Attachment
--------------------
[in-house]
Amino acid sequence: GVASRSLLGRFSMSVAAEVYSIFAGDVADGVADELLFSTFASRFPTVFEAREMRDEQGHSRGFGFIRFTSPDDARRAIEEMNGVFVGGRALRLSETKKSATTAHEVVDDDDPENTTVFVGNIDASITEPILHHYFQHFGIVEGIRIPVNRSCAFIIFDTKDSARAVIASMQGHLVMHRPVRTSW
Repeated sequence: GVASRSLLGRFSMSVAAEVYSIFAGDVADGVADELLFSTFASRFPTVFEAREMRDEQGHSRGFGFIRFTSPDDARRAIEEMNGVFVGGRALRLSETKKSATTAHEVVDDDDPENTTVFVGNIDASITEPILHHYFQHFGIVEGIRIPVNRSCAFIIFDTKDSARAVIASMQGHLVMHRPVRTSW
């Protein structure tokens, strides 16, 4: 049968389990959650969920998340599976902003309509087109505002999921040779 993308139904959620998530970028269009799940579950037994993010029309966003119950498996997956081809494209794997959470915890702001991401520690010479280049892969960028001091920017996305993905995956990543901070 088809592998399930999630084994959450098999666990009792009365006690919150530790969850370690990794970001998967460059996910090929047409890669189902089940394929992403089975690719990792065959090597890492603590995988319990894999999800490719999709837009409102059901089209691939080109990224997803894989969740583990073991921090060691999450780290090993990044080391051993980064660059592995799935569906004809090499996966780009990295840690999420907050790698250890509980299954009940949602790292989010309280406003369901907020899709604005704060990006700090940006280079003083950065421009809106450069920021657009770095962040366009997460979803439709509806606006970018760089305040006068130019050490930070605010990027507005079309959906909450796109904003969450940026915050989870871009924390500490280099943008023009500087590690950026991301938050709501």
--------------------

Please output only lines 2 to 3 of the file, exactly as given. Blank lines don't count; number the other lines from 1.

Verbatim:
Amino acid sequence: GVASRSLLGRFSMSVAAEVYSIFAGDVADGVADELLFSTFASRFPTVFEAREMRDEQGHSRGFGFIRFTSPDDARRAIEEMNGVFVGGRALRLSETKKSATTAHEVVDDDDPENTTVFVGNIDASITEPILHHYFQHFGIVEGIRIPVNRSCAFIIFDTKDSARAVIASMQGHLVMHRPVRTSW
Repeated sequence: GVASRSLLGRFSMSVAAEVYSIFAGDVADGVADELLFSTFASRFPTVFEAREMRDEQGHSRGFGFIRFTSPDDARRAIEEMNGVFVGGRALRLSETKKSATTAHEVVDDDDPENTTVFVGNIDASITEPILHHYFQHFGIVEGIRIPVNRSCAFIIFDTKDSARAVIASMQGHLVMHRPVRTSW